“In English, the word nostalgia implies a trivializing romantic sentimentality…. [In Greek] nostalghiá is the desire and or longing with burning pain to journey. [It] evokes the sensory dimension of memory in exile and estrangement…”
(c nadia seremetakis)
You send your ex’s new ex-girlfriend a terrible-to-the-point-of-unreadable scan of a beautiful essay. She sends you back a nice jstor download version (“just to send to someone else”) and puts your gratitude for it in a poem (“this beautiful nonscan”), to slip past you unheard weeks later at a reading. You share the nice jstor version across an exchange with a beloved artist that lasts no more than two emails. But you get a new pdf out of it, like chainmail. And, in sending, see yourself with affection.
The flirtatious gesture of communicating ourselves to another through the work of someone else (let’s call it transmission, via pdf, screenshot, copy/paste) — a gesture that reveals as much as it obscures. How can we use this move as poetic methodology to cruise future-us / integrate the unassimilated knowledge of the last 3 years? What can nostalgia (in all its meanings), desire vs pleasure, gay communism, and piles of candy teach us about what raw realities we might transmit? What do we really need to be known?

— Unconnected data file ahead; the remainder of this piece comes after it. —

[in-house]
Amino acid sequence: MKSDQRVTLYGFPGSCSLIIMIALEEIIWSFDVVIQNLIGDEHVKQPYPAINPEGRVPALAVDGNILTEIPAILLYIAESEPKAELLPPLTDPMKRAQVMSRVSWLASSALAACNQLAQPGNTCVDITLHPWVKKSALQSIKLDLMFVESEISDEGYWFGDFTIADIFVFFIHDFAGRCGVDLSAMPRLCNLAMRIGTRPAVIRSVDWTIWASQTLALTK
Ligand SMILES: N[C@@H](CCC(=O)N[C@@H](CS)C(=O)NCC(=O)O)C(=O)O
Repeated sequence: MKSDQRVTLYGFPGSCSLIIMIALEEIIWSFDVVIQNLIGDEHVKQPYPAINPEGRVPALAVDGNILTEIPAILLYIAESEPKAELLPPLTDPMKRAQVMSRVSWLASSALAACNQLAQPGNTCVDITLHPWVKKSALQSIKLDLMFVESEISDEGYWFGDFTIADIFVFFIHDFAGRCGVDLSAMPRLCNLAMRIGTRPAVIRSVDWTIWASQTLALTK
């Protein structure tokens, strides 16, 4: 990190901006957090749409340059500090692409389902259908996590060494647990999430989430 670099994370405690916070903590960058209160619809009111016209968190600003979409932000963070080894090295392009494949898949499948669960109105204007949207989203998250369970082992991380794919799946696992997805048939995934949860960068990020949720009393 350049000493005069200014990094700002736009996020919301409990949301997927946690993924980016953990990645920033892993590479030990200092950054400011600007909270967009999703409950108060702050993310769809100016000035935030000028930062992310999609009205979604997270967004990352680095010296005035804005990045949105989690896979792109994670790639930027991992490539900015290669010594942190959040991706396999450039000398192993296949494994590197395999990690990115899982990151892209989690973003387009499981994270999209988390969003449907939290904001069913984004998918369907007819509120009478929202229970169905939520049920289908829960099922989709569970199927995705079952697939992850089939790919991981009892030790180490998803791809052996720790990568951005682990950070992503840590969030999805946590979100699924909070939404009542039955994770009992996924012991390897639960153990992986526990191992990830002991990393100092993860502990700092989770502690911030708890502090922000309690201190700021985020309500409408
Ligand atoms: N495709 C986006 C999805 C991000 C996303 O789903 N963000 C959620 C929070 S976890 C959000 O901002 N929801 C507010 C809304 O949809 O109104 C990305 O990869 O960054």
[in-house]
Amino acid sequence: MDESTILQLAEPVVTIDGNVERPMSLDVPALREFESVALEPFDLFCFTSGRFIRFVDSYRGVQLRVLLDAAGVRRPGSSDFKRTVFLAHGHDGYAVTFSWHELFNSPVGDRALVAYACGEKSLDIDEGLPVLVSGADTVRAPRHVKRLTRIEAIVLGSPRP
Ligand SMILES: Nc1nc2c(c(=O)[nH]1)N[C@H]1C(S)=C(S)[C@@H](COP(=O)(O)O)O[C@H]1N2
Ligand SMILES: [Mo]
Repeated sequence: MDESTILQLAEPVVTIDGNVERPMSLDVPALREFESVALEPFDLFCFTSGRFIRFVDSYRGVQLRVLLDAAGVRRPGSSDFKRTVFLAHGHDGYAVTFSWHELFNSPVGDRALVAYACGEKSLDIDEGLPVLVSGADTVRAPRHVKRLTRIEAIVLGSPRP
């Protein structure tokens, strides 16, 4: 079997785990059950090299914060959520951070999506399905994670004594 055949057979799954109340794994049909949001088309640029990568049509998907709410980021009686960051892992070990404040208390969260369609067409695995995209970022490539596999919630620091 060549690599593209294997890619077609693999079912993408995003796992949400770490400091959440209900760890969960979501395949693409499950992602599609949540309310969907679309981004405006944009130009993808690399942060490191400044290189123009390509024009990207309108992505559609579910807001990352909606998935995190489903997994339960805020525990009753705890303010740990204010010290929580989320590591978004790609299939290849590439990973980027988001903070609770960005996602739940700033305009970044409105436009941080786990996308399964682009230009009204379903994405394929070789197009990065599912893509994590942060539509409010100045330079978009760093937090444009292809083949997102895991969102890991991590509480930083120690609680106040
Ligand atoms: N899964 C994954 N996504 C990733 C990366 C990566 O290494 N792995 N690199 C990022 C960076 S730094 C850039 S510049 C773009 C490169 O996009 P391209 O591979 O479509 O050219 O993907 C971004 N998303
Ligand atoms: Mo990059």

In this Dis/Course, drawing on the work of Felix Gonzalez-Torres and others, we’ll drag readings/prompts/archives/sensory longing over our serrated edges and transmiss it into monuments — in candy form and otherwise — to what remains too hot to touch.
Potentially, passages/pieces from: C Nadia Seremetakis, Ashton Crawley, David Deitcher, Marlene McCarty, David Wojnarowicz, Felix Gonzalez-Torres, Julie Tolentino, Samuel Delany, Hannah Black, Ross Laycock, Care Collective, The Poetry Project archive, Gay Communism, Health Communism + others.
This Dis/Course meeting is currently full. You can register for the waitlist via the link above.
This program was funded in part by Humanities New York with support from the National Endowment for the Humanities. Any views, findings, conclusions or recommendations expressed in this program do not necessarily represent those of the National Endowment for the Humanities.